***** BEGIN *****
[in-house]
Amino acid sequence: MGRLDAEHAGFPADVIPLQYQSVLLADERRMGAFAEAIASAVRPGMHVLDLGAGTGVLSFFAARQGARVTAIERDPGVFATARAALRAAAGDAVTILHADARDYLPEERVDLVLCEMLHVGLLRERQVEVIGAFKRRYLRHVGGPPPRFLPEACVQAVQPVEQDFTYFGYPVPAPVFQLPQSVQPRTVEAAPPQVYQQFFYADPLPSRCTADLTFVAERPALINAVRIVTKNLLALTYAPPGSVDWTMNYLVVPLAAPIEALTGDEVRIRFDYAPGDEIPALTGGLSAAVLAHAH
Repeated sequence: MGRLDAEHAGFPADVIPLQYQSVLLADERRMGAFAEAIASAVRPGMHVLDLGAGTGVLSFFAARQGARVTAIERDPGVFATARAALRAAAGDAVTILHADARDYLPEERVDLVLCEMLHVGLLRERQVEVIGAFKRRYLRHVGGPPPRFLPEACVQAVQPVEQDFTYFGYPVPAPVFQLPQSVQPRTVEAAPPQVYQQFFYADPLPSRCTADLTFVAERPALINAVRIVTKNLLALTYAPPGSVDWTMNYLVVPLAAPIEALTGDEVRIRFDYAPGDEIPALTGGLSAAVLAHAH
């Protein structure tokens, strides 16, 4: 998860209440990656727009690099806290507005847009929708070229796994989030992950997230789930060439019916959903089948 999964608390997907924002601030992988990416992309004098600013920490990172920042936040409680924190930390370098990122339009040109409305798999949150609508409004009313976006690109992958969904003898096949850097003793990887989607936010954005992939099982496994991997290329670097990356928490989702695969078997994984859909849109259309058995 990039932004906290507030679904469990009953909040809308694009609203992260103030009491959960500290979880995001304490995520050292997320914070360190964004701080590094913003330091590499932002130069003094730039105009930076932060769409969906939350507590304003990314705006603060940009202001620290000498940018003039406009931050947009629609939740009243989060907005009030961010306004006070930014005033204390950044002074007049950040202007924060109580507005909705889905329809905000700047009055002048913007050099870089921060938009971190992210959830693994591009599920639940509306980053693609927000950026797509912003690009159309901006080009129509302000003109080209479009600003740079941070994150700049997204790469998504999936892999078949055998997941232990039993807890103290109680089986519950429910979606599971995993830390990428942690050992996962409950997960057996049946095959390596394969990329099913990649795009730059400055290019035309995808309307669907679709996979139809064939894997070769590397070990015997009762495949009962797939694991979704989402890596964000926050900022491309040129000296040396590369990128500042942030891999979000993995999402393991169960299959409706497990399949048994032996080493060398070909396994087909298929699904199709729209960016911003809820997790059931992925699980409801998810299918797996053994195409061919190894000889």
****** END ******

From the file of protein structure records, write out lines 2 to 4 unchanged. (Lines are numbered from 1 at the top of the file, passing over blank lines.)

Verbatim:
Amino acid sequence: MGRLDAEHAGFPADVIPLQYQSVLLADERRMGAFAEAIASAVRPGMHVLDLGAGTGVLSFFAARQGARVTAIERDPGVFATARAALRAAAGDAVTILHADARDYLPEERVDLVLCEMLHVGLLRERQVEVIGAFKRRYLRHVGGPPPRFLPEACVQAVQPVEQDFTYFGYPVPAPVFQLPQSVQPRTVEAAPPQVYQQFFYADPLPSRCTADLTFVAERPALINAVRIVTKNLLALTYAPPGSVDWTMNYLVVPLAAPIEALTGDEVRIRFDYAPGDEIPALTGGLSAAVLAHAH
Repeated sequence: MGRLDAEHAGFPADVIPLQYQSVLLADERRMGAFAEAIASAVRPGMHVLDLGAGTGVLSFFAARQGARVTAIERDPGVFATARAALRAAAGDAVTILHADARDYLPEERVDLVLCEMLHVGLLRERQVEVIGAFKRRYLRHVGGPPPRFLPEACVQAVQPVEQDFTYFGYPVPAPVFQLPQSVQPRTVEAAPPQVYQQFFYADPLPSRCTADLTFVAERPALINAVRIVTKNLLALTYAPPGSVDWTMNYLVVPLAAPIEALTGDEVRIRFDYAPGDEIPALTGGLSAAVLAHAH
């Protein structure tokens, strides 16, 4: 998860209440990656727009690099806290507005847009929708070229796994989030992950997230789930060439019916959903089948 999964608390997907924002601030992988990416992309004098600013920490990172920042936040409680924190930390370098990122339009040109409305798999949150609508409004009313976006690109992958969904003898096949850097003793990887989607936010954005992939099982496994991997290329670097990356928490989702695969078997994984859909849109259309058995 990039932004906290507030679904469990009953909040809308694009609203992260103030009491959960500290979880995001304490995520050292997320914070360190964004701080590094913003330091590499932002130069003094730039105009930076932060769409969906939350507590304003990314705006603060940009202001620290000498940018003039406009931050947009629609939740009243989060907005009030961010306004006070930014005033204390950044002074007049950040202007924060109580507005909705889905329809905000700047009055002048913007050099870089921060938009971190992210959830693994591009599920639940509306980053693609927000950026797509912003690009159309901006080009129509302000003109080209479009600003740079941070994150700049997204790469998504999936892999078949055998997941232990039993807890103290109680089986519950429910979606599971995993830390990428942690050992996962409950997960057996049946095959390596394969990329099913990649795009730059400055290019035309995808309307669907679709996979139809064939894997070769590397070990015997009762495949009962797939694991979704989402890596964000926050900022491309040129000296040396590369990128500042942030891999979000993995999402393991169960299959409706497990399949048994032996080493060398070909396994087909298929699904199709729209960016911003809820997790059931992925699980409801998810299918797996053994195409061919190894000889």